As we saw in the season finale kick returning duties were switched to the explosive Randall Cobb replacing an ineffective DuJaun Harris. To shore up leaky blocking protection the extra point and field goal units were tweaked.
Expect Cobb to again return kickoffs this week and starters to man the blocking protection on Mason Crosby’s extra point and field goal attempts.

As a Green Bay Packers fan I admit to sometimes closing my eyes during punts and field goal attempts. My hope is that I won’t have to witness that one special team gaffe that will finally cost us the game. Mike McCarthy doesn’t want to see it either.

With such emphasis and public acknowledgement of their weaknesses let’s hope McCarthy gets his special teams train back on track before it crashes and derails a great season.
If he does I expect that the offensive and defensive units will do their part to defeat the Dallas Cowboys and advance to the next round of the playoffs.


Jeff Albrecht grew up just north of Green Bay and was lucky enough to attend some of the Lombardi Era classic games, like the 1962 championship and the Ice Bowl. Jeff went on to play HS football in the Green Bay area and College ball at UW - Stevens Point. Jeff is retired but still does some writing for his local paper. Jeff is a writer with and you can follow him on twitter at @pointerjeff .


9 thoughts on “Green Bay Packers Special Teams a Cause for Postseason Concern

  1. I believe it was Shawn Slocum that coined the phrase “failure is not an option”. If there’s anyone that can get these units straightened out it’s Slocum. I have all the confidence in the world in this guy. He’s the son of the legendary coach R.C. Slocum.

    1. Sorry Ted. The poor play of special teams has followed Slocum like a bad smell. We have been building our roster with special teams friendly bodies and the results are going the other direction. He needs to go and someone with a track record needs to come in.

    2. His father was Shawn Slocum’s entrée into coaching.
      I’m related to three Texas Aggies by birth and marriage, so I follow Aggie football. RC Slocum wasn’t the best A&M had. Though popular in College Station, Texas, mediocre coaching is what did the senior Slocum in as the HC of the Aggies. It seems his son adopted the same standard.
      That standard is no longer tolerated in College Station and shouldn’t be tolerated by the Packers.

      1. The mystery is why he ended up in Green Bay? I think MM meets guys during his long career that become “buds” and wham-o, they end up being part of the Packer staff. This was the issue with Slocum and with Zook, also a bud of MM’s from the past.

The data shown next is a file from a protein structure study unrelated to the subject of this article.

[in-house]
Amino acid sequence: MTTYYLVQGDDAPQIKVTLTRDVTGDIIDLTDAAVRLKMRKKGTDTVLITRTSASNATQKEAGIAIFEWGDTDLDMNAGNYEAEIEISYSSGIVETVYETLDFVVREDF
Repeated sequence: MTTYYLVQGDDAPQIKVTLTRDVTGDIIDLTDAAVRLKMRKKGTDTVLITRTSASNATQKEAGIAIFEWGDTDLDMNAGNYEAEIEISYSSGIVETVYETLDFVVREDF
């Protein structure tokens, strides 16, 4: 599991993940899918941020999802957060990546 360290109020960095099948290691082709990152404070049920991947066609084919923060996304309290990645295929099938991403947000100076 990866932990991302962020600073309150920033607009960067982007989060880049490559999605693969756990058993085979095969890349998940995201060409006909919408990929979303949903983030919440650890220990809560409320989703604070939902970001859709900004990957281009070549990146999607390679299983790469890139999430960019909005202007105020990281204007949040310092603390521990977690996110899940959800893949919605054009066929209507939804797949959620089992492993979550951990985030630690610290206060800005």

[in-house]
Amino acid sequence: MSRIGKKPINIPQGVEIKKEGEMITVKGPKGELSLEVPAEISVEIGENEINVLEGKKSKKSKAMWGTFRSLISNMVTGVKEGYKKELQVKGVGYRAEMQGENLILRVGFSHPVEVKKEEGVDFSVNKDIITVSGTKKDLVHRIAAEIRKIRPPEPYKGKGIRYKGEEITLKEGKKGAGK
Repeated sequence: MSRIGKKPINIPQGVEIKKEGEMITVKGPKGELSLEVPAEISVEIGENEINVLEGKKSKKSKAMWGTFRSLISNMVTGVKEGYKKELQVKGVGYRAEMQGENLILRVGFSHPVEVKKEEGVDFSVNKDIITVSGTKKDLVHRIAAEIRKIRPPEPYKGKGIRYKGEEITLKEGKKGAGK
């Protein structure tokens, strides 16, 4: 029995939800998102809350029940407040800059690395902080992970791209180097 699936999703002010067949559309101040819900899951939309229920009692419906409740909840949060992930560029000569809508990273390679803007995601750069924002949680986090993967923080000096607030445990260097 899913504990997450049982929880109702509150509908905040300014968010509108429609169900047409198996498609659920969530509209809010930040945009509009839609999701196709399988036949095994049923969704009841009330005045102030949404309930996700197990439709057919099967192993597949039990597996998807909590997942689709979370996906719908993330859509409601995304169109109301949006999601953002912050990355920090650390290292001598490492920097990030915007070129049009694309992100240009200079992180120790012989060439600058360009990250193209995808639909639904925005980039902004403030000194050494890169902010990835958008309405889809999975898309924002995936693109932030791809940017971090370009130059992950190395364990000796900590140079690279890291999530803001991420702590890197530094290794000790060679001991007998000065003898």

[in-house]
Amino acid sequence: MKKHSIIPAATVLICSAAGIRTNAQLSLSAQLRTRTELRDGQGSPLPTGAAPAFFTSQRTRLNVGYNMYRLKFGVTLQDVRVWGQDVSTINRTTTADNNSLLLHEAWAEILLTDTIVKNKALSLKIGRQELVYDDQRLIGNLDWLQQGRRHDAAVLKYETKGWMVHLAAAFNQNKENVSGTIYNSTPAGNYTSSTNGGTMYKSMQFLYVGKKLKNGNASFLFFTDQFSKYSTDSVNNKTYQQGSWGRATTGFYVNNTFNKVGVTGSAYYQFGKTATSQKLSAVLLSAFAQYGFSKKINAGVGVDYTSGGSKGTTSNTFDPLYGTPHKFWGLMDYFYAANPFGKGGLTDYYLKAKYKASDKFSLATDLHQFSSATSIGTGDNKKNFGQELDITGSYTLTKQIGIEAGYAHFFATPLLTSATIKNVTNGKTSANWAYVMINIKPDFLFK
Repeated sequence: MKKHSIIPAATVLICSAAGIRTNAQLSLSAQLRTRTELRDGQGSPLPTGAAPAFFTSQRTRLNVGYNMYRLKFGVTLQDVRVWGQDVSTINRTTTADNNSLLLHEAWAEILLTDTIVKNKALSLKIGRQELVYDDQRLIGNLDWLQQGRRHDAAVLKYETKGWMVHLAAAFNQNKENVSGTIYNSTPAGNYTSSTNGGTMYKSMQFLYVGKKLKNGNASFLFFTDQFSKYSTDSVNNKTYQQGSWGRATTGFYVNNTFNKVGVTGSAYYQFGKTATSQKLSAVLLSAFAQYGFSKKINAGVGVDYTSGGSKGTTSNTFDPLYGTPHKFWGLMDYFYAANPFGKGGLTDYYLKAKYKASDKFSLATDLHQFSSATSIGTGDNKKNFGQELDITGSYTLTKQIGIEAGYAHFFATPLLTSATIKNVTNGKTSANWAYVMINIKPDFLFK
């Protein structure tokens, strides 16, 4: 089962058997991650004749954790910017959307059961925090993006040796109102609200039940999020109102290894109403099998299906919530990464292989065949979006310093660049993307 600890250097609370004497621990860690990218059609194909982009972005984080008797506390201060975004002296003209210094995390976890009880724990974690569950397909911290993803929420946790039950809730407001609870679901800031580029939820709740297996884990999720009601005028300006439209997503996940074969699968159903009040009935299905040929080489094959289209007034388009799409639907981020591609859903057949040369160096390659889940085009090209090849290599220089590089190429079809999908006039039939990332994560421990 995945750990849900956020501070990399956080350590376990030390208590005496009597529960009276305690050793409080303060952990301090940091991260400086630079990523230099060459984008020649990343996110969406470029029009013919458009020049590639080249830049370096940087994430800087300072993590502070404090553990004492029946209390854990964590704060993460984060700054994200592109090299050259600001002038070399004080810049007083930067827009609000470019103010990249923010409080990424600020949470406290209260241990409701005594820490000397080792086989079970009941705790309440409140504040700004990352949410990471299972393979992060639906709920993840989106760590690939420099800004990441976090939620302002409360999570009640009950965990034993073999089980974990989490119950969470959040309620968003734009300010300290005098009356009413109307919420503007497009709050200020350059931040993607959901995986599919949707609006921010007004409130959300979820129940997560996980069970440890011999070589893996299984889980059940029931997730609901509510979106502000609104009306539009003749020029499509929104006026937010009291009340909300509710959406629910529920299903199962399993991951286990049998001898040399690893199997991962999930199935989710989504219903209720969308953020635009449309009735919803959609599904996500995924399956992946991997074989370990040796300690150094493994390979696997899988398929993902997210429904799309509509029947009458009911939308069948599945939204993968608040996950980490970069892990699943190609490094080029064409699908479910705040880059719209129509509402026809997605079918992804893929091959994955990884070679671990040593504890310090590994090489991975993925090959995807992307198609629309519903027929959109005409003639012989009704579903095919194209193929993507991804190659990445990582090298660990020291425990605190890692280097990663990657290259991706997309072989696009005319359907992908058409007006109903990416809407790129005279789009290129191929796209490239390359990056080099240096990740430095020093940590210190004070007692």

2. Usually STs become a problem when a team has numerous injuries as the Packers did in 2013 because ST players are called to take up starting roles and some end up doing double duty. This season the Packers have been fortunate with their injuries so the special teams should have been relatively stable. Whatever Slocum is doing on FG and punt blocking it has not been working. I hope that the Packers have come up with some answers during the bye week because in a cold weather game like we are expecting on Sunday, STs could be huge. Go Pack Go! Thanks, Since ’61

    1. The easy answer is that Slocumb needs to “retire” this offseason, just like his predecessor, Mike Stock did after 2009. It’s time for some new blood on STs. Consistently with good players, yet consistently bad.

      It. Is. Time.

  3. Year over year, the only noteworthy thing about the Packers special teams is how consistently bad they’ve been. During that time, players have come and gone, injuries have flowed and ebbed, but the one constant during that time has been Slocum.

    Why is this such a mystery to MM? I’m all for being loyal to one of ‘your guys’, but when that loyalty isn’t repaid through performance, it’s misplaced.

  4. Very good article by Jeff. For some reason, this webpage offers some of the finest research and analysis on the Pack. A lot of coaches blame the players for mediocrity. With special teams, I’m not buying it. Slocum’s responsibility was to have his unit ready from the beginning. Instead we get some of the poorest play in the NFL. We even have Matheson admiting he’s lost his cool, his mojo and feels insecure. Yes, one game can be a near disaster if special teams are dysfunctional. And so why didn’t Zook improve special teams. He was hired by MM to improve it and instead, they took a nose dive and ended being dead last or next to dead last on some important categories. Let’s see if MM finally does the mature thing and make changes to the leadership of the unit.